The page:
How big a fiasco is this? Well, the federal government imposes a 40 percent tax on inheritances exceeding $24.4 million—the lifetime exemption plus another $1 million, which is taxed at a lower rate. Yet according to a 2020 paper by Lily Bachelder, now the Treasury Department’s top tax policy official, the effective tax rate paid on US inheritances is a scant 2 percent.
Which means GRATs, beyond the bad optics, cost taxpayers a lot of money. They are very widely used. In 2008, according to SEC documents, Mark Zuckerberg, Dustin Moscovitz, and Sheryl Sandberg placed millions of cheap, pre-IPO Facebook shares in annuity trusts. In 2013, Bloomberg reporter Zachary Mider revealed how billionaire GOP megadonor Sheldon Adelson used a series of GRATs to funnel nearly $8 billion to his offspring, circumventing billions in federal gift taxes. This past September, ProPublica reported that more than half of America’s wealthiest people, including Michael Bloomberg, had used GRATs. And why not? Dynasties don’t get to be dynasties by rejecting free money from the government.
I asked Covey, shortly before the 2020 election, why Congress had never fixed its blunder? You’d need a Democratic trifecta, he said. And now we have one—kind of.
Indeed, the Biden administration now proposes to “impose some downside risk” so that GRATs “are less likely to be used purely for tax avoidance purposes.” (Zach Mider found this framing hilarious: “Has anyone EVER used a GRAT for anything but pure tax avoidance?” he commented to one of my tweets.)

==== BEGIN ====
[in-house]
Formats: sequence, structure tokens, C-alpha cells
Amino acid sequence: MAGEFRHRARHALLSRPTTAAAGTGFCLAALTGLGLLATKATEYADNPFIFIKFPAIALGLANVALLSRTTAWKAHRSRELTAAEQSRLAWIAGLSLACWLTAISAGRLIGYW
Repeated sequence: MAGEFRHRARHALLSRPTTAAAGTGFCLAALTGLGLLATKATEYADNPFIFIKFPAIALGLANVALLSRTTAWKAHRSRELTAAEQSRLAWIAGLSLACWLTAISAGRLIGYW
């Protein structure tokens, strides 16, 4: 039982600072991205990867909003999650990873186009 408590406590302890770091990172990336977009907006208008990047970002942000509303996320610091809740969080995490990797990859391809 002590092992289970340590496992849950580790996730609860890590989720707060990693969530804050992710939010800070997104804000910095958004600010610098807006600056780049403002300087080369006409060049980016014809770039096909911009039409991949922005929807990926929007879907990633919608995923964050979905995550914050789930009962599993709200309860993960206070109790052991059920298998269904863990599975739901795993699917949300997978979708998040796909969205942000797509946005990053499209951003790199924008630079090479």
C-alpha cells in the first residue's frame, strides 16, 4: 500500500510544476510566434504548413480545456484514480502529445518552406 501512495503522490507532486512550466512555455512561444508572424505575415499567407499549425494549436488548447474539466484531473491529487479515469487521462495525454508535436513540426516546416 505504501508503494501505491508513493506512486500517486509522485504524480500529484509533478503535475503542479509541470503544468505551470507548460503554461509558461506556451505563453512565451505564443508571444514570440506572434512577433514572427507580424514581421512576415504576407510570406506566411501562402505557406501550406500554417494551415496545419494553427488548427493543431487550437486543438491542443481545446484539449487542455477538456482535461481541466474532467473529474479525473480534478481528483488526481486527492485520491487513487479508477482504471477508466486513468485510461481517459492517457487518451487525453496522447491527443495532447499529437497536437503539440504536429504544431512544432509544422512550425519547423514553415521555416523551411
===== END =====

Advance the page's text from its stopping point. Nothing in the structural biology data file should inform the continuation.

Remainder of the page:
But even with a trifecta, such things are a low legislative priority. Tax law is so arcane and boring that the public tunes out—perhaps that’s the point—whereas the tax lawyers, accountants, and investment managers who comprise the wealth defense industry lobby like hell to retain regressive dynastic perks like GRATs and carried interest and generous tax rates on corporate income and investment profits, not to mention expensive savings subsidies, popular with both parties, that help the rich retire richer. (A bill that would further expand these subsidies just passed the House, 414-5.)
Given that the Democrats failed to enact any of the proposed changes when they first came up last year, the notion that they’ll succeed now, before the midterms, seems far fetched. Policymakers have long known what’s needed to curb runaway wealth inequality. But the political will to act upon those things lies twitching on the floor. And the band plays on.
This article was revised to clarify the nature of Sen. Ron Wyden’s billionaire tax proposal, which Joe Manchin also rejected.